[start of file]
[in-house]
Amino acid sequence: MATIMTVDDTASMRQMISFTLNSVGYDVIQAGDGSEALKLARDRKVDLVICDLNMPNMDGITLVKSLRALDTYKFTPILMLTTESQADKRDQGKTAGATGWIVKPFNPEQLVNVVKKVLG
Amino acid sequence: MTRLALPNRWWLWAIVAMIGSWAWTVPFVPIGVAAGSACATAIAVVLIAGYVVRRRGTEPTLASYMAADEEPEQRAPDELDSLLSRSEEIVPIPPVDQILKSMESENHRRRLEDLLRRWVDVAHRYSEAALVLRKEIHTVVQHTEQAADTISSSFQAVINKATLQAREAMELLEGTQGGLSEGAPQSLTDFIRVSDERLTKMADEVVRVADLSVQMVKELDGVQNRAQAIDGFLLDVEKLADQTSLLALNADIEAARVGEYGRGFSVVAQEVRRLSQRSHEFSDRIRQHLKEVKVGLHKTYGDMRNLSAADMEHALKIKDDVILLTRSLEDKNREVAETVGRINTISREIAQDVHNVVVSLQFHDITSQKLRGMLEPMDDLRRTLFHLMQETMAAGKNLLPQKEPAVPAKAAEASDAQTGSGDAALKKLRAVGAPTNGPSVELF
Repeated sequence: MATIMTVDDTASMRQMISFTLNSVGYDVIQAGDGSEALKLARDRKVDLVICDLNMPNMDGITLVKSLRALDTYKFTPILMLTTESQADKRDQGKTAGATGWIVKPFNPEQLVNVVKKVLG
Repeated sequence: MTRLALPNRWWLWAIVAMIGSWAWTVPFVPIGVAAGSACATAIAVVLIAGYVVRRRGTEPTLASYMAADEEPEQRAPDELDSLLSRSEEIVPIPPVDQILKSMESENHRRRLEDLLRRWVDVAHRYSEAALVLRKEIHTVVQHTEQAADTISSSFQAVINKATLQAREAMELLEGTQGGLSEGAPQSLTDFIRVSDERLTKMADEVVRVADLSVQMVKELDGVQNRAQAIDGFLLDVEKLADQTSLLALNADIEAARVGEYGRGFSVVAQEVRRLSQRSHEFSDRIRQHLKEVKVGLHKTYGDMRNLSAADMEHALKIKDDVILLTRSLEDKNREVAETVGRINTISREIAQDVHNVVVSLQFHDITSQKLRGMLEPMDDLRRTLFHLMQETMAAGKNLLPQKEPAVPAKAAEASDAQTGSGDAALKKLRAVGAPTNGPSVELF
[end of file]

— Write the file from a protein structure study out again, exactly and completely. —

[in-house]
Amino acid sequence: MATIMTVDDTASMRQMISFTLNSVGYDVIQAGDGSEALKLARDRKVDLVICDLNMPNMDGITLVKSLRALDTYKFTPILMLTTESQADKRDQGKTAGATGWIVKPFNPEQLVNVVKKVLG
Amino acid sequence: MTRLALPNRWWLWAIVAMIGSWAWTVPFVPIGVAAGSACATAIAVVLIAGYVVRRRGTEPTLASYMAADEEPEQRAPDELDSLLSRSEEIVPIPPVDQILKSMESENHRRRLEDLLRRWVDVAHRYSEAALVLRKEIHTVVQHTEQAADTISSSFQAVINKATLQAREAMELLEGTQGGLSEGAPQSLTDFIRVSDERLTKMADEVVRVADLSVQMVKELDGVQNRAQAIDGFLLDVEKLADQTSLLALNADIEAARVGEYGRGFSVVAQEVRRLSQRSHEFSDRIRQHLKEVKVGLHKTYGDMRNLSAADMEHALKIKDDVILLTRSLEDKNREVAETVGRINTISREIAQDVHNVVVSLQFHDITSQKLRGMLEPMDDLRRTLFHLMQETMAAGKNLLPQKEPAVPAKAAEASDAQTGSGDAALKKLRAVGAPTNGPSVELF
Repeated sequence: MATIMTVDDTASMRQMISFTLNSVGYDVIQAGDGSEALKLARDRKVDLVICDLNMPNMDGITLVKSLRALDTYKFTPILMLTTESQADKRDQGKTAGATGWIVKPFNPEQLVNVVKKVLG
Repeated sequence: MTRLALPNRWWLWAIVAMIGSWAWTVPFVPIGVAAGSACATAIAVVLIAGYVVRRRGTEPTLASYMAADEEPEQRAPDELDSLLSRSEEIVPIPPVDQILKSMESENHRRRLEDLLRRWVDVAHRYSEAALVLRKEIHTVVQHTEQAADTISSSFQAVINKATLQAREAMELLEGTQGGLSEGAPQSLTDFIRVSDERLTKMADEVVRVADLSVQMVKELDGVQNRAQAIDGFLLDVEKLADQTSLLALNADIEAARVGEYGRGFSVVAQEVRRLSQRSHEFSDRIRQHLKEVKVGLHKTYGDMRNLSAADMEHALKIKDDVILLTRSLEDKNREVAETVGRINTISREIAQDVHNVVVSLQFHDITSQKLRGMLEPMDDLRRTLFHLMQETMAAGKNLLPQKEPAVPAKAAEASDAQTGSGDAALKKLRAVGAPTNGPSVELF